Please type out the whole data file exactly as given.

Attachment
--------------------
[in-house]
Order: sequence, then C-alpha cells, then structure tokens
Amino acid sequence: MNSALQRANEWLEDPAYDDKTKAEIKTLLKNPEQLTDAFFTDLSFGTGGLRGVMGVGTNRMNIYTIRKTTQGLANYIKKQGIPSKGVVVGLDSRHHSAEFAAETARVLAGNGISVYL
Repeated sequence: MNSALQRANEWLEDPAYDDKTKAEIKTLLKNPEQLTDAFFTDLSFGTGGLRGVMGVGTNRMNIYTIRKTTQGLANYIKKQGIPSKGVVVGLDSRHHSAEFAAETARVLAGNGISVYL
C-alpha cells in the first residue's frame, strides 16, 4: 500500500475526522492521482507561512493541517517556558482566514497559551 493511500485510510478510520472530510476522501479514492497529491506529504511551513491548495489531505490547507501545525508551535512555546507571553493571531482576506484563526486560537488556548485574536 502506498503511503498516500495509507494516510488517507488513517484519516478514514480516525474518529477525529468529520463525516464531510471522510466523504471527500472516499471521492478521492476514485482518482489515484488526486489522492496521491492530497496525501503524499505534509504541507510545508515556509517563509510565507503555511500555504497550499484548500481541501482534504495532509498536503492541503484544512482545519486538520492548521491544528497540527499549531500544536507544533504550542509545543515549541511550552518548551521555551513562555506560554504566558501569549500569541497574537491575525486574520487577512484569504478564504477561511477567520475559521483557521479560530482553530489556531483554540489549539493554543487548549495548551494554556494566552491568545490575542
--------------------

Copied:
[in-house]
Order: sequence, then C-alpha cells, then structure tokens
Amino acid sequence: MNSALQRANEWLEDPAYDDKTKAEIKTLLKNPEQLTDAFFTDLSFGTGGLRGVMGVGTNRMNIYTIRKTTQGLANYIKKQGIPSKGVVVGLDSRHHSAEFAAETARVLAGNGISVYL
Repeated sequence: MNSALQRANEWLEDPAYDDKTKAEIKTLLKNPEQLTDAFFTDLSFGTGGLRGVMGVGTNRMNIYTIRKTTQGLANYIKKQGIPSKGVVVGLDSRHHSAEFAAETARVLAGNGISVYL
C-alpha cells in the first residue's frame, strides 16, 4: 500500500475526522492521482507561512493541517517556558482566514497559551 493511500485510510478510520472530510476522501479514492497529491506529504511551513491548495489531505490547507501545525508551535512555546507571553493571531482576506484563526486560537488556548485574536 502506498503511503498516500495509507494516510488517507488513517484519516478514514480516525474518529477525529468529520463525516464531510471522510466523504471527500472516499471521492478521492476514485482518482489515484488526486489522492496521491492530497496525501503524499505534509504541507510545508515556509517563509510565507503555511500555504497550499484548500481541501482534504495532509498536503492541503484544512482545519486538520492548521491544528497540527499549531500544536507544533504550542509545543515549541511550552518548551521555551513562555506560554504566558501569549500569541497574537491575525486574520487577512484569504478564504477561511477567520475559521483557521479560530482553530489556531483554540489549539493554543487548549495548551494554556494566552491568545490575542